Story and Plot are Not the Same Thing

August 7, 2011 at 2:00 am 2 comments

By Chad Upton | Editor

Movies are extremely captivating because of their complex combination of: music, characters, dialogue, lighting, story, plot and everything else. Yes, story and plot.

These two words are often used interchangeably. I don’t have a problem with that, but I do find this little known fact interesting and heck, that’s what this site is all about.

Whether you’re talking about books, films or campfire tales, the differentiation between story and plot applies. I’ll start by oversimplifying the difference:

Story is what happens; plot is how those events are presented.

To be more specific: the story is a chronological arrangement of the events, including everything you’re presented with and also the implied or assumed events that you are not explicitly given. On the other hand, the plot includes everything that contributes to how you experience the story, including everything you see and hear, but not including the story events that are implied or assumed.

These two words are confusing because the elements they describe have some overlap — the parts of the story that you see are also part of the plot. While they do have this overlap, it is important to note that both plot and story include elements that do not overlap. Lets look at a popular film for example.

By now, I think most people have seen The Hangover (2009). If you haven’t, that’s ok, there are no spoilers beyond this point, but there is a basic description of the story and plot.

At a high level, it’s a comedy about four guys who go to Las Vegas and lose their friend, then retrace their steps to find him.

At the start of the film, the main characters are already friends; the film doesn’t show you how the core group of people met or became friends. Because we don’t see when they originally met, the formation of their friendship is part of the story, but not the plot.

The second act begins with the characters waking up from a blackout. Their hotelroom is a mess, but they can’t remember what happened the night before. The plot jumps from the night before to the morning after and skips everything in between. Because we did not see what happened, the events the plot skipped are just part of the story at this point.

The story ends by revealing something that happened the night before. Because the events in the story are rearranged (the plot), the viewer is part of the adventure, they know just as much as the characters. The plot makes the story more captivating because we want to know what happened, just as bad as the characters.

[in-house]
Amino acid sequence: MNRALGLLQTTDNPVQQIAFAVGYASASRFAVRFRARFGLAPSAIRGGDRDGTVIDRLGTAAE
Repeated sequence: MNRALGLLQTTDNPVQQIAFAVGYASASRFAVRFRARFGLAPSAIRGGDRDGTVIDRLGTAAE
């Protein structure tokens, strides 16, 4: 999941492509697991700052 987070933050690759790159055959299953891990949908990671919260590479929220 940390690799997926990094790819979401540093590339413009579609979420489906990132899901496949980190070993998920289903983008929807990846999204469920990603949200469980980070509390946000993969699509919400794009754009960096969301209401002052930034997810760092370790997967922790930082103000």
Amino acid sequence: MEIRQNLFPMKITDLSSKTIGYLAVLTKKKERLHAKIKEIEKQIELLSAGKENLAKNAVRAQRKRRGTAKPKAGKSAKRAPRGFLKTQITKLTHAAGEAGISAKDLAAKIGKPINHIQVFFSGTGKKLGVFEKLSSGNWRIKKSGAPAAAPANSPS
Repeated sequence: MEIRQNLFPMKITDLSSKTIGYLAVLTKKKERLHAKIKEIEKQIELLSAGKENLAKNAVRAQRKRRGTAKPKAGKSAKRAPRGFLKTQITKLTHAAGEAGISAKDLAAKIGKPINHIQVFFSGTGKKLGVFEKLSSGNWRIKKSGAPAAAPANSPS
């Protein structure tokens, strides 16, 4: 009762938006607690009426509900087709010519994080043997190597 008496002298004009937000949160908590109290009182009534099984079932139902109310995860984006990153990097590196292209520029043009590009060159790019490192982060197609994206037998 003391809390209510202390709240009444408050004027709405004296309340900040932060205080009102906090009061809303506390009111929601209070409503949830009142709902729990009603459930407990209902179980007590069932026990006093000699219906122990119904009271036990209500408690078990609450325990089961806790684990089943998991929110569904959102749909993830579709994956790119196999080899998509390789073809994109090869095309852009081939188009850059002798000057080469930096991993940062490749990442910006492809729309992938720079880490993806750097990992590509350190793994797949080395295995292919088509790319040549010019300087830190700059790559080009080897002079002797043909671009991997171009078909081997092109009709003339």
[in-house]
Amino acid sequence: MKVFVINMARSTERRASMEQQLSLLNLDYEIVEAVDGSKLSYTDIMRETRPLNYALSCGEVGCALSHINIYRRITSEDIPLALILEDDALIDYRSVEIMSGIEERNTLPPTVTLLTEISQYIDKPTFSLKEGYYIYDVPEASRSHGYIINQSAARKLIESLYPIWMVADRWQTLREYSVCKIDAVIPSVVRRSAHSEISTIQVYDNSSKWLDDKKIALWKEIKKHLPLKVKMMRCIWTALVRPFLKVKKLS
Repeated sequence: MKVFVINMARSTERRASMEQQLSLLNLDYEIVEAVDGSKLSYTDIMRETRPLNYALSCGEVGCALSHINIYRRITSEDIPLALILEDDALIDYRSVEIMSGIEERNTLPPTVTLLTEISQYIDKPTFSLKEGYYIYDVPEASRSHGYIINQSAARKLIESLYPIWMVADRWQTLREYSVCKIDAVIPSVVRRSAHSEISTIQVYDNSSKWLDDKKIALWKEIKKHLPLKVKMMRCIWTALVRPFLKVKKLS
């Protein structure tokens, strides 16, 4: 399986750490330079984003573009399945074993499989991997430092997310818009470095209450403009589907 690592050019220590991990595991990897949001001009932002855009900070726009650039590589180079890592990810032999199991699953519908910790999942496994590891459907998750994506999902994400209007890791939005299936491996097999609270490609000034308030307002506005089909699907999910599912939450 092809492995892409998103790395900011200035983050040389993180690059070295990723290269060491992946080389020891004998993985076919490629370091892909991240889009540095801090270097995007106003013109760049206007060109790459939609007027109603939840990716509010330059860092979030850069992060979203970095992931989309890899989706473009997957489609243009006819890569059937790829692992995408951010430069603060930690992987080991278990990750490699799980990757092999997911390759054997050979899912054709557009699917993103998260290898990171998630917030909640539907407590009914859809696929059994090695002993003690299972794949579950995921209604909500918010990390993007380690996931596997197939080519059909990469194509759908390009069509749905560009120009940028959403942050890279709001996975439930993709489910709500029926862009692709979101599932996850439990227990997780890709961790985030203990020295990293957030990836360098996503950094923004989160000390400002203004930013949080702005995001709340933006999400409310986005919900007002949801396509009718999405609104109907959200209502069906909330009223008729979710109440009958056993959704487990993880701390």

In movies, the plot also includes the music and credits because these are not generally part of the story — they’re not things the characters experience, but they do affect how viewers experience the story. This is where The Hangover does something really interesting; during the credits they show some still “pictures” from parts of the story that were skipped in the plot, bringing those elements that were once only part of the story into the plot too.

Bonus fact: music can be part of the story if, for example, there is a person/band/radio in the scene that is playing music.

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Sources: Film Art (ISBN 0073386162)

Entry filed under: Despite Popular Belief, Entertainment. Tags: , , , , , , .

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2 Comments Add your own

  • 1. zzz  |  February 28, 2012 at 2:01 am

    The plot includes the credits?

    You’re a retard.

    Reply
    • 2. Chad Upton  |  February 28, 2012 at 8:17 am

      Yes, the “plot” includes the credits. If you ever go on to study film then you’ll be one step ahead of your classmates on the actual definition of plot rather than most people’s assumption of what plot means. Also, when the filmmaker documents the length of the movie, that time includes the credits. Although the story ends when the credits start, the plot does not. As I pointed out, this is most evident in movies like The Hangover.

      Reply

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